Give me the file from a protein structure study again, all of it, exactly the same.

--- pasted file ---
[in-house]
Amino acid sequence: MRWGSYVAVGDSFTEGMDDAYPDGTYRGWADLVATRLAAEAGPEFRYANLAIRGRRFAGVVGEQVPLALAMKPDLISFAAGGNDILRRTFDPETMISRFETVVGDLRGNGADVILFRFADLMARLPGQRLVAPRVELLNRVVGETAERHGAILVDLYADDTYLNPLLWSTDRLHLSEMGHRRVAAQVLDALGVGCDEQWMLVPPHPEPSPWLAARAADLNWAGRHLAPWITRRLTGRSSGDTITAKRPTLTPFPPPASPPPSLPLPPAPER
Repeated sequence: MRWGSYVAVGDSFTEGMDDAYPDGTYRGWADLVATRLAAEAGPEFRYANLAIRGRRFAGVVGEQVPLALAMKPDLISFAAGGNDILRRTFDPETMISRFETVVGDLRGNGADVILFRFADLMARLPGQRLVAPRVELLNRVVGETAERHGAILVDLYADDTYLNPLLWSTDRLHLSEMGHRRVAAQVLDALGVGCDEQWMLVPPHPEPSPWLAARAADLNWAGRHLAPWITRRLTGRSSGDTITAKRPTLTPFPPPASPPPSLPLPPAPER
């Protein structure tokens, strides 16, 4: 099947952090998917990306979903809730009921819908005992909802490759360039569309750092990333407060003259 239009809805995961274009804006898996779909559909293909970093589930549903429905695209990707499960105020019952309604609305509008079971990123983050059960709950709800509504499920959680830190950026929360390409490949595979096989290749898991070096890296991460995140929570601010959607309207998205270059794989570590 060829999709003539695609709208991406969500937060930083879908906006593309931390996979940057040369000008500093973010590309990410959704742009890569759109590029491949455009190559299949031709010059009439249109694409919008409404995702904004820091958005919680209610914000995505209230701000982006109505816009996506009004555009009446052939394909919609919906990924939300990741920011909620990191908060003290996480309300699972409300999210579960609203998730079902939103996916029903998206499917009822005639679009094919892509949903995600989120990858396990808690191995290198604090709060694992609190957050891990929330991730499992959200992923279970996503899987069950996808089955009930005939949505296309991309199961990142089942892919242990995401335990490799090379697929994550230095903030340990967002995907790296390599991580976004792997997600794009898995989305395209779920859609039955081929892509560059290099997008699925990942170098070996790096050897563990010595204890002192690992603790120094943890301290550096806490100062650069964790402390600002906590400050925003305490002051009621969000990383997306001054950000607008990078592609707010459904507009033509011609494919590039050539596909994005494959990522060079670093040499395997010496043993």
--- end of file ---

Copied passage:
[in-house]
Amino acid sequence: MRWGSYVAVGDSFTEGMDDAYPDGTYRGWADLVATRLAAEAGPEFRYANLAIRGRRFAGVVGEQVPLALAMKPDLISFAAGGNDILRRTFDPETMISRFETVVGDLRGNGADVILFRFADLMARLPGQRLVAPRVELLNRVVGETAERHGAILVDLYADDTYLNPLLWSTDRLHLSEMGHRRVAAQVLDALGVGCDEQWMLVPPHPEPSPWLAARAADLNWAGRHLAPWITRRLTGRSSGDTITAKRPTLTPFPPPASPPPSLPLPPAPER
Repeated sequence: MRWGSYVAVGDSFTEGMDDAYPDGTYRGWADLVATRLAAEAGPEFRYANLAIRGRRFAGVVGEQVPLALAMKPDLISFAAGGNDILRRTFDPETMISRFETVVGDLRGNGADVILFRFADLMARLPGQRLVAPRVELLNRVVGETAERHGAILVDLYADDTYLNPLLWSTDRLHLSEMGHRRVAAQVLDALGVGCDEQWMLVPPHPEPSPWLAARAADLNWAGRHLAPWITRRLTGRSSGDTITAKRPTLTPFPPPASPPPSLPLPPAPER
């Protein structure tokens, strides 16, 4: 099947952090998917990306979903809730009921819908005992909802490759360039569309750092990333407060003259 239009809805995961274009804006898996779909559909293909970093589930549903429905695209990707499960105020019952309604609305509008079971990123983050059960709950709800509504499920959680830190950026929360390409490949595979096989290749898991070096890296991460995140929570601010959607309207998205270059794989570590 060829999709003539695609709208991406969500937060930083879908906006593309931390996979940057040369000008500093973010590309990410959704742009890569759109590029491949455009190559299949031709010059009439249109694409919008409404995702904004820091958005919680209610914000995505209230701000982006109505816009996506009004555009009446052939394909919609919906990924939300990741920011909620990191908060003290996480309300699972409300999210579960609203998730079902939103996916029903998206499917009822005639679009094919892509949903995600989120990858396990808690191995290198604090709060694992609190957050891990929330991730499992959200992923279970996503899987069950996808089955009930005939949505296309991309199961990142089942892919242990995401335990490799090379697929994550230095903030340990967002995907790296390599991580976004792997997600794009898995989305395209779920859609039955081929892509560059290099997008699925990942170098070996790096050897563990010595204890002192690992603790120094943890301290550096806490100062650069964790402390600002906590400050925003305490002051009621969000990383997306001054950000607008990078592609707010459904507009033509011609494919590039050539596909994005494959990522060079670093040499395997010496043993």